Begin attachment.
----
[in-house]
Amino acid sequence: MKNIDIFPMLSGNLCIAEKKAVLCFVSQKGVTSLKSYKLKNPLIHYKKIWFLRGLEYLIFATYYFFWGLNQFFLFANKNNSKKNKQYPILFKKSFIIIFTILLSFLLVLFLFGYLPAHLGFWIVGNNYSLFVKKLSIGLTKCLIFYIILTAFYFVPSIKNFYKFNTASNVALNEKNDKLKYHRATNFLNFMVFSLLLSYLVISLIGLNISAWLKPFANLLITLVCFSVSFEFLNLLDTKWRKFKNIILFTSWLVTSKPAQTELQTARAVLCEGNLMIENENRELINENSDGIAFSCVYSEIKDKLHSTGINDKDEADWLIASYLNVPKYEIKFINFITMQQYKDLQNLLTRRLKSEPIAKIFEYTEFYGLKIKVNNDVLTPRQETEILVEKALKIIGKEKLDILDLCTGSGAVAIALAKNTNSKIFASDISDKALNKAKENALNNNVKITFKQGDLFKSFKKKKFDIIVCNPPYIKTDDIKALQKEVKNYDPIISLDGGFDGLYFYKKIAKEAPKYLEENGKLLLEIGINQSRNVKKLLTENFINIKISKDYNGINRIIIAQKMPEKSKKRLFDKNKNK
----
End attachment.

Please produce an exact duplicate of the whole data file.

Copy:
[in-house]
Amino acid sequence: MKNIDIFPMLSGNLCIAEKKAVLCFVSQKGVTSLKSYKLKNPLIHYKKIWFLRGLEYLIFATYYFFWGLNQFFLFANKNNSKKNKQYPILFKKSFIIIFTILLSFLLVLFLFGYLPAHLGFWIVGNNYSLFVKKLSIGLTKCLIFYIILTAFYFVPSIKNFYKFNTASNVALNEKNDKLKYHRATNFLNFMVFSLLLSYLVISLIGLNISAWLKPFANLLITLVCFSVSFEFLNLLDTKWRKFKNIILFTSWLVTSKPAQTELQTARAVLCEGNLMIENENRELINENSDGIAFSCVYSEIKDKLHSTGINDKDEADWLIASYLNVPKYEIKFINFITMQQYKDLQNLLTRRLKSEPIAKIFEYTEFYGLKIKVNNDVLTPRQETEILVEKALKIIGKEKLDILDLCTGSGAVAIALAKNTNSKIFASDISDKALNKAKENALNNNVKITFKQGDLFKSFKKKKFDIIVCNPPYIKTDDIKALQKEVKNYDPIISLDGGFDGLYFYKKIAKEAPKYLEENGKLLLEIGINQSRNVKKLLTENFINIKISKDYNGINRIIIAQKMPEKSKKRLFDKNKNK